Eloquence Over Fanciful

As I stated in my previous post, words are important. Are your choice of words effective? Do you see a mundane word in your writing and instinctively right click to see a list of more fanciful synonyms?

We’ve all been there. I get it. I’ve done it. But is it better to try to replace perfectly good words with flowery, out-of-use ones?

Not necessarily.

Eloquence is not synonymous with fancy words. Eloquence is knowing – and understanding – which word is perfect for your subject, audience, and setting. With that said, there is a time and place for fancy words. Consider dialogue.

“I will commence at my earliest possible convenience” is not something you or anyone you know would say, unless you are a time traveler (in which case–carry on). In everyday life, “I’ll start as soon as possible” is more eloquent than the previous example.

If you don’t use this in your everyday life, why put it in dialogue? Because it reads better?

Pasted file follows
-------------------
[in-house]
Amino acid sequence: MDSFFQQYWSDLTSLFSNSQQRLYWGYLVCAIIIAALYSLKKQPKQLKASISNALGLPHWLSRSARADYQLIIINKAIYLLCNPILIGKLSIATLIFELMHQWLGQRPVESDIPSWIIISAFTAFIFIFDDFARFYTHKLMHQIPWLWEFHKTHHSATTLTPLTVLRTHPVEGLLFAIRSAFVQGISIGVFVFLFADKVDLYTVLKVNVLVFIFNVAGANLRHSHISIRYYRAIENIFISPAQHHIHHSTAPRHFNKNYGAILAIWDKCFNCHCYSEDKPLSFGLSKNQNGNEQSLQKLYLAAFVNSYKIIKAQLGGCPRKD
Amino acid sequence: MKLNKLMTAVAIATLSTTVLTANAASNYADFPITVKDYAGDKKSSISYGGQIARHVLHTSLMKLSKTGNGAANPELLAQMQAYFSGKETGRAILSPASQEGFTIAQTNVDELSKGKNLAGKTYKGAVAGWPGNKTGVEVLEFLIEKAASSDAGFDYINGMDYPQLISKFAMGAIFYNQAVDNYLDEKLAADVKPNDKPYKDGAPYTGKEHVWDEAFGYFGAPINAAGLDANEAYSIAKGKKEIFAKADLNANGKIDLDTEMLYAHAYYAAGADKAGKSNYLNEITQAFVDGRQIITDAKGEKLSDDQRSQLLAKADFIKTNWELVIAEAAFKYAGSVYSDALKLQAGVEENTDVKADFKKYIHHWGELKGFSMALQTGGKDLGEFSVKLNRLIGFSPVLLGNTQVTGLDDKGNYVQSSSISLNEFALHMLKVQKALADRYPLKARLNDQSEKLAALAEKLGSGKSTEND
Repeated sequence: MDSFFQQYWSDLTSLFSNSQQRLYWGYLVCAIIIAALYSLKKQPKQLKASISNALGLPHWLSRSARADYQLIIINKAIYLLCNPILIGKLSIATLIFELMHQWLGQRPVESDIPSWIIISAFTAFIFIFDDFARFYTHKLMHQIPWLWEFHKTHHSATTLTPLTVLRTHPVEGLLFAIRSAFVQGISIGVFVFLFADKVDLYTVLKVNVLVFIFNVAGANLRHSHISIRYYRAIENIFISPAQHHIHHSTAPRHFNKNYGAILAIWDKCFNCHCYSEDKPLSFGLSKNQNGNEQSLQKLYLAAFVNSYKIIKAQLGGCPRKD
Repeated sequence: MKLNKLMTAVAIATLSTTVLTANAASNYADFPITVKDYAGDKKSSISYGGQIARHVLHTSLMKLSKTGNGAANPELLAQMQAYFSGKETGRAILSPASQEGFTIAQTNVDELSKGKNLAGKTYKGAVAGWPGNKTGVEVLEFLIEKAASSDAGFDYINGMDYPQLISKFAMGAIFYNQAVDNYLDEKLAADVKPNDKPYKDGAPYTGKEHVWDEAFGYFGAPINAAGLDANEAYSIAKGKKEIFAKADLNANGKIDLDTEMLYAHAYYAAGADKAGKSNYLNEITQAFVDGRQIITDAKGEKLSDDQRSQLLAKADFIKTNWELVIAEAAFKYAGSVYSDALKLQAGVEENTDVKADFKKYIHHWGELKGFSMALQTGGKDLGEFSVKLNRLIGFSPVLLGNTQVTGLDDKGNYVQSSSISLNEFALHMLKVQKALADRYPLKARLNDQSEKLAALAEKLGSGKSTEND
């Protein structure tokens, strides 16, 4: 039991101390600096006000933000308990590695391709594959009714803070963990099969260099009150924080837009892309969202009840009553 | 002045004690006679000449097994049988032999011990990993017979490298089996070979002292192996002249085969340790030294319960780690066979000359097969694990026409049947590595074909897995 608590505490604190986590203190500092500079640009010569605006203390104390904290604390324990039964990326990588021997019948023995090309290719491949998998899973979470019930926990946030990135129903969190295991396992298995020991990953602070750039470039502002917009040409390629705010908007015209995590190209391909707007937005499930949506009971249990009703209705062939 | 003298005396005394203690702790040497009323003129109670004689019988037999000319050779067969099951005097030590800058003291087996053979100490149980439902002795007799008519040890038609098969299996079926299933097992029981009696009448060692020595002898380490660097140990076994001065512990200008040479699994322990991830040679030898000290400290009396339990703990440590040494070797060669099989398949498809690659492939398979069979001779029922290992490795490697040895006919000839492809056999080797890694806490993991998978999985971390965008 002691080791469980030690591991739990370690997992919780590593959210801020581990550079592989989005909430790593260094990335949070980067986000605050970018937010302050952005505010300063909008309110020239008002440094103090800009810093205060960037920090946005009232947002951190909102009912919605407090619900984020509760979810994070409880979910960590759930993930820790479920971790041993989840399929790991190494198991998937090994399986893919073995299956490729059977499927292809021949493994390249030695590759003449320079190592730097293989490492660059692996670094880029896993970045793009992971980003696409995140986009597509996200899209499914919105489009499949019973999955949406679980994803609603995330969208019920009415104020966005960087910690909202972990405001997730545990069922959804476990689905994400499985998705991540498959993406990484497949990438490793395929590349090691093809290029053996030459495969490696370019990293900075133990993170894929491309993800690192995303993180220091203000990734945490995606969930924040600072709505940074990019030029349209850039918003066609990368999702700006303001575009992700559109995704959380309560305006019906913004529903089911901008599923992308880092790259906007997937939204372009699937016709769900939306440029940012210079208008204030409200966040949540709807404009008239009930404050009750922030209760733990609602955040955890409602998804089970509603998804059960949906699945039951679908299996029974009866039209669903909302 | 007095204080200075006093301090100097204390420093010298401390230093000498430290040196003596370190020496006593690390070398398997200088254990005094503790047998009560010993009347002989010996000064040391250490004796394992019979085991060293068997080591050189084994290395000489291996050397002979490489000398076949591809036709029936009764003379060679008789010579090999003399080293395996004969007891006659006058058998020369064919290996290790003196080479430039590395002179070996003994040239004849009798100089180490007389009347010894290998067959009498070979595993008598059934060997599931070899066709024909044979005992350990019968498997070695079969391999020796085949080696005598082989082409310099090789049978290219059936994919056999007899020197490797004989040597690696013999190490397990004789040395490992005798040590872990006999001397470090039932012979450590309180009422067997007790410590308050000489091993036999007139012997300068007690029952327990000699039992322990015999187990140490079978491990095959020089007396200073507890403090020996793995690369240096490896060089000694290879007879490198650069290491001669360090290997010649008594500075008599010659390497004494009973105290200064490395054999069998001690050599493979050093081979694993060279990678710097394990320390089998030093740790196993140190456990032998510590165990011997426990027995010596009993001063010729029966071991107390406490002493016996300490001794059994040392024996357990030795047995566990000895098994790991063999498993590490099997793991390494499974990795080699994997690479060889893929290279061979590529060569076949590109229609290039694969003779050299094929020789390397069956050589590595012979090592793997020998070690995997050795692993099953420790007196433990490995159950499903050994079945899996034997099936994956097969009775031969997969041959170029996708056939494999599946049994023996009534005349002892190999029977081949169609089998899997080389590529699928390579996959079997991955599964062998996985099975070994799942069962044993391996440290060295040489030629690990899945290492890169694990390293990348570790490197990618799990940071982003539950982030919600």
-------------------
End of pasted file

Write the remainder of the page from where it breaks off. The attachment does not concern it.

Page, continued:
Nope.

There are exceptions of course, but don’t assume you are the exception. Take The Lost City of Al-Kimiya for instance. It’s set in the industrialized age of my world; a century flooded with mechanized inventions, woven with alchemy and magic, and which begins not even a century after a great war. Words like “gubbins,” “ninnyhammer,” and “tootle-loo” would be spoken by the older generation of characters, and thus, they’re added into dialogue. Sparingly, I might add.

Include old-fashioned words cautiously. Oversaturation of out-of-use words will pull a reader from the story. Your audience may roll their eyes. As the writer, you are supposed to be the one who decides when the reader should roll their eyes.

So how does an author become eloquent? They broaden their vocabulary by listening. I like to keep a pocket-sized notebook or my phone nearby for this exclusive purpose. It helps when creating a “voice” for a character. Reading, watching T.V., eavesdropping on a stranger’s conversation, all add to your vocabulary, but knowing when and how to use words distinguishes time travelers from modern eloquence.

I still struggle with using the word “for” after a comma. “Elivia knew no other way, for she had studied the classics at her university and could not break this terrible habit.”

What “terrible habits” of writing do you struggle with?

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